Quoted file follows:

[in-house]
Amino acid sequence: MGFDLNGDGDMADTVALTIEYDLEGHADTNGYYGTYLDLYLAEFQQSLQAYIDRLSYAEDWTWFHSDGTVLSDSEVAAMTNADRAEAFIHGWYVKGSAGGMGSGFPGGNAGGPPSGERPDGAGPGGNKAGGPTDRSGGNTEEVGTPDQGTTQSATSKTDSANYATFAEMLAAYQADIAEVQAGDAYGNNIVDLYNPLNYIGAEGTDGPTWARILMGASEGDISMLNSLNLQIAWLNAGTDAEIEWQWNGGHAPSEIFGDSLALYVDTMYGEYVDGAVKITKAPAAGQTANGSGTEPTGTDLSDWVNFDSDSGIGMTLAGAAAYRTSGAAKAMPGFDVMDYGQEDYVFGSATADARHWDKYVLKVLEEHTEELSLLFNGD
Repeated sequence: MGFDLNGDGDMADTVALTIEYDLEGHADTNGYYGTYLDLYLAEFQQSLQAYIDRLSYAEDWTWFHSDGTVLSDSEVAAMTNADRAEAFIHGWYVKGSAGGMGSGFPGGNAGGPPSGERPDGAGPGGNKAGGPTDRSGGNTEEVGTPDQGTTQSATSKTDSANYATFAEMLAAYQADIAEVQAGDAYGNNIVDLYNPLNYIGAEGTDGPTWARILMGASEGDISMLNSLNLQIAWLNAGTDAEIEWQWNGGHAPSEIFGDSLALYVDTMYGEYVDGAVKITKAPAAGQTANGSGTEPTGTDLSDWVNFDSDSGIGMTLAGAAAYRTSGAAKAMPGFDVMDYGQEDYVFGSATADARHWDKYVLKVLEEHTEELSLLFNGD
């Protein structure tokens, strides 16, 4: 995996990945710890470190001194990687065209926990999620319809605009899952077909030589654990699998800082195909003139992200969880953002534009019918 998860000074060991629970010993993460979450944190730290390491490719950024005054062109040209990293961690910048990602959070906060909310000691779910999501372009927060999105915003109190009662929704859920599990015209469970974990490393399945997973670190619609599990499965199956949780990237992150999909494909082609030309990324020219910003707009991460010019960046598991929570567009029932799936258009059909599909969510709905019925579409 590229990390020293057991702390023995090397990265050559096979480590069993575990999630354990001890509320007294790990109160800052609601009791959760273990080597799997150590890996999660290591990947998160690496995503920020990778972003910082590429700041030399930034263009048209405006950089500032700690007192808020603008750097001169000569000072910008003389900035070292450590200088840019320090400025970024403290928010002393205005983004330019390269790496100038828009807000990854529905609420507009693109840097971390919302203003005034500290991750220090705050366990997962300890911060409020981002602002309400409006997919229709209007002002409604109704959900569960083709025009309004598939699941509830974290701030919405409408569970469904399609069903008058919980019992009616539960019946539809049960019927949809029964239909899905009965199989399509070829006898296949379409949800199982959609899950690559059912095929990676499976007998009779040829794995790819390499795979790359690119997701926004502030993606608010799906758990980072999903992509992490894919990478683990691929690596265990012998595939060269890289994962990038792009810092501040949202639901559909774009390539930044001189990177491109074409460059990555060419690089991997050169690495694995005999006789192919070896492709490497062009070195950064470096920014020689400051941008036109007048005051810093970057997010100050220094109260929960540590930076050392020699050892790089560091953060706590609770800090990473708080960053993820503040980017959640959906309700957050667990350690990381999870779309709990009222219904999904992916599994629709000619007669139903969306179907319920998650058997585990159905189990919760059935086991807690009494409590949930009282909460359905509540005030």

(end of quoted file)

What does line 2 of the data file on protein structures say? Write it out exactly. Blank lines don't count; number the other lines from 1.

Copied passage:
Amino acid sequence: MGFDLNGDGDMADTVALTIEYDLEGHADTNGYYGTYLDLYLAEFQQSLQAYIDRLSYAEDWTWFHSDGTVLSDSEVAAMTNADRAEAFIHGWYVKGSAGGMGSGFPGGNAGGPPSGERPDGAGPGGNKAGGPTDRSGGNTEEVGTPDQGTTQSATSKTDSANYATFAEMLAAYQADIAEVQAGDAYGNNIVDLYNPLNYIGAEGTDGPTWARILMGASEGDISMLNSLNLQIAWLNAGTDAEIEWQWNGGHAPSEIFGDSLALYVDTMYGEYVDGAVKITKAPAAGQTANGSGTEPTGTDLSDWVNFDSDSGIGMTLAGAAAYRTSGAAKAMPGFDVMDYGQEDYVFGSATADARHWDKYVLKVLEEHTEELSLLFNGD